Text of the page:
Sister at Amazon synod calls for women religious to be granted vote

This article appears in the Synod for the Amazon feature series. View the full series.

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A woman gestures as participants leave a session of the Synod of Bishops for the Amazon at the Vatican Oct. 9. (CNS/Paul Haring)

Vatican City — One of the Catholic sisters taking part in the Vatican's Synod of Bishops for the Amazon has called for women religious attending the gathering to be granted the right to vote, saying their status as non-voting participants has been a "strong topic" of discussion.

Medical Mission Sr. Birgit Weiler, one of 20 sisters participating in the synod, noted that while a lay brother was appointed to attend as a voting member, the sisters were not.

"Pope Francis already … made it possible, saying it's not necessary [to receive] ordination to priesthood to be able to vote when you have participated fully in the whole process of sharing faith, of discerning together," said Weiler, a Peruvian theologian.

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"We hope very much that something can happen there," she said during an Oct. 11 press briefing. "There is no real reason why not, because when the brethren can vote, women religious are equal."

The issue of women's voting has emerged as an issue in the past three Synods of Bishops, as Francis each time appointed one or two lay brothers as a voting member, but appointed the sisters attending as non-voting auditors or experts.

According to the Catholic Church's theology, brothers and sisters have analogous roles. They are each nonordained, professed members of religious orders.

Several groups have organized petitions and hosted demonstrations in Rome to call attention to the issue.

Weiler, who is part of the Peruvian bishops' commission for social action, said the topic had come up in past days in the small working group she was assigned to participate in during the synod. Those groups are known by the Italian term circoli minori ("small circles").

"In our circle, it has been a topic and a strong topic and has been cited by several bishops," she said.

The two Rome-based umbrella groups representing nearly a million members of male and female Catholic religious orders around the world are known to have been planning to jointly ask Francis to address the issue of women's role at Synods of Bishops.

Lasallian Br. Robert Schieler, one of two religious brothers who took part in the 2018 synod on young people, said he had raised the issue before that synod during a meeting with some of its organizers.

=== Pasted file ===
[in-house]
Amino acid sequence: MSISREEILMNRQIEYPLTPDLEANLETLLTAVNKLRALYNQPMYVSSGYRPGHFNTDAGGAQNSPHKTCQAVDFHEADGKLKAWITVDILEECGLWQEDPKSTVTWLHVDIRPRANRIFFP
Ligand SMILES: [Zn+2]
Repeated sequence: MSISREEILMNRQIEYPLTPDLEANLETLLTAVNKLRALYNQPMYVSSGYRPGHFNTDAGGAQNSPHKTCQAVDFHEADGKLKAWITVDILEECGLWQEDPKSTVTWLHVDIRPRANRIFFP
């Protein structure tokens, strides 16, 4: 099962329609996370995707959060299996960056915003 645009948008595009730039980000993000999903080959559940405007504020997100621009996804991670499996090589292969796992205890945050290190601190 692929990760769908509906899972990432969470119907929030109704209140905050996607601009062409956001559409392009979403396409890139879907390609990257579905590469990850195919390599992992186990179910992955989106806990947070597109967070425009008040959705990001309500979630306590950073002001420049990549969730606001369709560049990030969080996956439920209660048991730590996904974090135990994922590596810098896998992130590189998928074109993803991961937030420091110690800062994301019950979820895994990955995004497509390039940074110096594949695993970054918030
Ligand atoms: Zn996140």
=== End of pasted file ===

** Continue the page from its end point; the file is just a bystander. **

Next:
"One of them did get the question about what the Vatican is saying about why the sisters cannot vote," Schieler said in 2018. "And he said, 'Well, because you have to be ordained to vote.' "

"I'm not ordained," Schieler said. "So I'm wondering, is that the reason or not?"

During the Oct. 11 briefing, Weiler said she felt respected and listened to as one of three women religious in her synod working group.

"We experience that we are really accepted as part of the group," she said. "There is not a clerical attitude. There is a lot of freedom of speech and it is a beautiful experience really to discern together."

"I also heard from other women who are also participating in some other small circles that it is the same," said Weiler. "They say it's really an open atmosphere, so that also more critical questions can be put respectfully but openly on the table."

Weiler also called for women to have more positions of leadership in the global church.

"When we really want to become a church … [that] is a synodal church, really walking together, discerning together, then it means also to come to the point to decide together," she said. "That means to have more women in positions of leadership, and there's a wide field where you do not need to be ordained."

"It will be hopefully in the future much more the reality that women — lay women, religious women — will be invited to also assume responsible positions," she said.

The Synod of Bishops for the Amazon has 12 working groups, divided by language preference.

There are 184 bishop and priest voting members of the gathering, and one member who is a religious brother. There are 80 non-voting participants, of whom 35 are women.

For most of the Oct. 6-27 event, there is little distinction between voting members and non-voting participants. But only voting members will be able to express formal approval or disapproval of the gathering's expected final document.

[Joshua J. McElwee is NCR Vatican correspondent. His email address is jmcelwee@ncronline.org. Follow him on Twitter: @joshjmac.]